The International Seafood Sustainability Foundation (ISSF) today announced a new ISSF conservation measure (CM) requiring its participating companies to reduce annual sourcing of Indian Ocean yellowfin tuna. ISSF Conservation Measure 1.3 IOTC Yellowfin Tuna Rebuilding becomes effective in the event that the Indian Ocean Tuna Commission (IOTC) does not take action at its June 2021 annual meeting to effectively implement IOTC scientific committee advice on the reduction of yellowfin catch. The new measure is included in ISSF’s recently released IOTC position statement.
“For more than a year, ISSF and our partners have been urging IOTC to heed scientific advice and act to protect Indian Ocean yellowfin tuna. But the Commission has repeatedly failed to adopt effective measures to rebuild the yellowfin stock, including at its special meeting held in March 2021,” said ISSF President Susan Jackson. “ISSF and its participating companies are committed to the long term sustainable use of the valuable Indian Ocean tuna resources. We will take steps as needed—with scientific guidance in mind—when fisheries management falls short. And we will do so transparently through a well-established audit and compliance reporting process.”Our latest #conservation measure requires ISSF participating #seafood companies to reduce their annual sourcing of Indian Ocean #yellowfin #tuna. Click To Tweet
The most recent advice from the IOTC Scientific Committee (SC) recommends a reduction in yellowfin tuna catches to less than 403,000 tonnes annually, which would represent, at a minimum, an 11% reduction from 2019 catches. ISSF CM 1.3 requires ISSF participating companies to reduce annual sourcing of Indian Ocean origin yellowfin by 11%, calculated with respect to the company’s average annual level of Indian Ocean yellowfin purchases from 2017-2019. The measure also requires companies to issue public statements on their company websites describing their commitment to and implementation of the measure. ISSF CM 1.3 will go into effect on July 31, 2021 if IOTC, once again, fails to adopt a measure to effectively implement the most recent IOTC SC advice at its annual meeting in June.
As part of its commitment to transparency and accountability, ISSF engages third-party auditor MRAG Americas to audit participating companies to assess their compliance with all ISSF conservation measures. MRAG Americas conducts independent auditing based on a public audit protocol.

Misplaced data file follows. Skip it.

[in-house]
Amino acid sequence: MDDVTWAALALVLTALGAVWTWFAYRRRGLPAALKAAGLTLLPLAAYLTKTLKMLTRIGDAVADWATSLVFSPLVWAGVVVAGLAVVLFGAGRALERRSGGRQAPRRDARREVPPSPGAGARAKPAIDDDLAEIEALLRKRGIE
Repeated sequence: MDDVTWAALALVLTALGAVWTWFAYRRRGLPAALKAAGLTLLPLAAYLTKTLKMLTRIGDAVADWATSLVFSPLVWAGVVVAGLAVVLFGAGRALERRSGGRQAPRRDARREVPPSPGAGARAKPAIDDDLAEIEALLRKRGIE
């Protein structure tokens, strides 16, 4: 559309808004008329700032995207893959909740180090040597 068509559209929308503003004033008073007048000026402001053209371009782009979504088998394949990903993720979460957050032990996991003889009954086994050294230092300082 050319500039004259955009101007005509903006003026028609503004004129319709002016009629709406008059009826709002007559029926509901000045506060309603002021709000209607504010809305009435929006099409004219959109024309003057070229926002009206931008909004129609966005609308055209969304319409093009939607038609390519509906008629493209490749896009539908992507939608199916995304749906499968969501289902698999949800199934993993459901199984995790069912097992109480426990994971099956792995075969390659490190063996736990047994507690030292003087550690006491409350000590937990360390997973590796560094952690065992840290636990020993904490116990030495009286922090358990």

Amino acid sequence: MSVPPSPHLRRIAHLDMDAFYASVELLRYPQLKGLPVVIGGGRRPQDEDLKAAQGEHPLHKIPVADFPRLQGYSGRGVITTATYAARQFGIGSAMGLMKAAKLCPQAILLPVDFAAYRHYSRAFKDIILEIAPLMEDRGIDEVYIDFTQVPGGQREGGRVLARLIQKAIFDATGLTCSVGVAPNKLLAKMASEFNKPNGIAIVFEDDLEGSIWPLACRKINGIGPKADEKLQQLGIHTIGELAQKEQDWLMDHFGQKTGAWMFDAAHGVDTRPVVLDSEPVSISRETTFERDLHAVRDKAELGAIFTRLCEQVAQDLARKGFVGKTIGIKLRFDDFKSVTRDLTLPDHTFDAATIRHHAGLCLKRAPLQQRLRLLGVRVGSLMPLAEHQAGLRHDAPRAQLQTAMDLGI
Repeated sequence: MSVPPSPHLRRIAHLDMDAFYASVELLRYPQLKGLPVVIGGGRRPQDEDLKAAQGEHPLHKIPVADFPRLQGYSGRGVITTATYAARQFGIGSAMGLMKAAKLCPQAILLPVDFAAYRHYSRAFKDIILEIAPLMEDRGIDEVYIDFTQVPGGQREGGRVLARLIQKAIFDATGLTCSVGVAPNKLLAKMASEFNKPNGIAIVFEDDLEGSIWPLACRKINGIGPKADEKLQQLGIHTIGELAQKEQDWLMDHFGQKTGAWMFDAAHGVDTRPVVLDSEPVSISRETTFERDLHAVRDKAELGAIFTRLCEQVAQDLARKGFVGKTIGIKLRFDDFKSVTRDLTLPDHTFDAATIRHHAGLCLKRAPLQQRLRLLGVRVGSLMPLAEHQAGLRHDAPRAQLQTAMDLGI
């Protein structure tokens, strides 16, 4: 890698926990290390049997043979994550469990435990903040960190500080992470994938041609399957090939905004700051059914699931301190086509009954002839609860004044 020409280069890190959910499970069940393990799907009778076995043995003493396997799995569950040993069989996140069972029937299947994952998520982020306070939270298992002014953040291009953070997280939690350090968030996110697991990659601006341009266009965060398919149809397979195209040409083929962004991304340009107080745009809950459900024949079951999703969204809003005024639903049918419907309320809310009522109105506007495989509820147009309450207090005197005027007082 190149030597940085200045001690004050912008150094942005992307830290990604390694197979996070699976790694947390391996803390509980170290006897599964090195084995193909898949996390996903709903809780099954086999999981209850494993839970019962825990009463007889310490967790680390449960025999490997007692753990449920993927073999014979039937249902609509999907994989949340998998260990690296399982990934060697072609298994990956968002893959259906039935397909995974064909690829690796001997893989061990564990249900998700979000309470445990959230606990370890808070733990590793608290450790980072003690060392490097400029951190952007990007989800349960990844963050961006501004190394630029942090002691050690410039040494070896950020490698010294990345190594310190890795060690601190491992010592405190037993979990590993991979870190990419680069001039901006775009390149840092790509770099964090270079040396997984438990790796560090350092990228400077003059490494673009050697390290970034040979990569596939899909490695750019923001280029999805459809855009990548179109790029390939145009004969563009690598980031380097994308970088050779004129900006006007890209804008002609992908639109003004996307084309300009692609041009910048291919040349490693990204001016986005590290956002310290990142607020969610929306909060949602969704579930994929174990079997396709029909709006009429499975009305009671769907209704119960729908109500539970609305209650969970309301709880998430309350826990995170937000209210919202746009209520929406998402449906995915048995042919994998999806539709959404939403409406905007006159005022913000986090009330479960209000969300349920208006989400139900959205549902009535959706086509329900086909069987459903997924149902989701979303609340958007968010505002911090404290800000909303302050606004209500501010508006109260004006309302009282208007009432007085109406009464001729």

IOTC Position Statement
ISSF has also included recommendations on the IOTC yellowfin rebuilding plan in its IOTC position statement for the June Commission meeting, which outlines these ‘asks’:
- Adopt without delay an effective rebuilding plan for yellowfin tuna which, if implemented effectively, would imply a reduction to a total catch between 350,000 and 403,000 tonnes.
- Address over-catches in contravention of Resolution 19/01.
- Urgently monitor and manage catches of skipjack to ensure catches in 2021 do not exceed the limit set by the adopted Harvest Control Rule.
- Accelerate the develop Management Procedures and agree on permanent Limit and Target Reference Points for tropical and temperate tunas, particularly yellowfin, by 2022.
- Request the Scientific Committee to provide science-based limits on FAD deployments and/or FAD sets; develop in 2021 and adopt, by 2022, FAD marking guidelines and FAD tracking and recovery policies; and require the use of biodegradable materials in the construction of FADs and establish a timeline for transitioning to 100% biodegradable.
- Establish the Working Group on Electronic Monitoring (EM) and develop EM program minimum standards by 2022. Require 100% observer coverage (human and/or electronic) in industrial tuna fisheries, including all those engaged in at sea transshipment, by 2024.
The complete ISSF IOTC position statement is available online: https://www.iss-foundation.org/what-we-do/influence/position-statements/download-info/2021-iotc-position-statement-for-june-2021-meeting/
About ISSF Conservation Measures & Compliance Process
Since its inception in 2009, ISSF has adopted conservation measures and commitments to facilitate this mission with the intent that processors, traders, marketers and others involved in the seafood industry will follow them to facilitate real and continuous improvement across global tuna stocks. Each ISSF participating company commits to conform to these conservation measures to improve the long-term health of tuna fisheries. They also must adhere to the ISSA Compliance Policy.
ISSF participating tuna companies, which represent the majority of the world’s canned-tuna production and include well-known brand names, are audited yearly by MRAG Americas on their compliance with ISSF conservation measures.
ISSF recently released its ISSF Annual Conservation Measures & Commitments Compliance Report, which ISSF published in coordination with its recent annual report, Staying the Course. In addition to a summary report, MRAG Americas issues individual company reports that detail each organization’s compliance with ISSF’s conservation measures. ISSF publishes these individual company compliance reports on its website.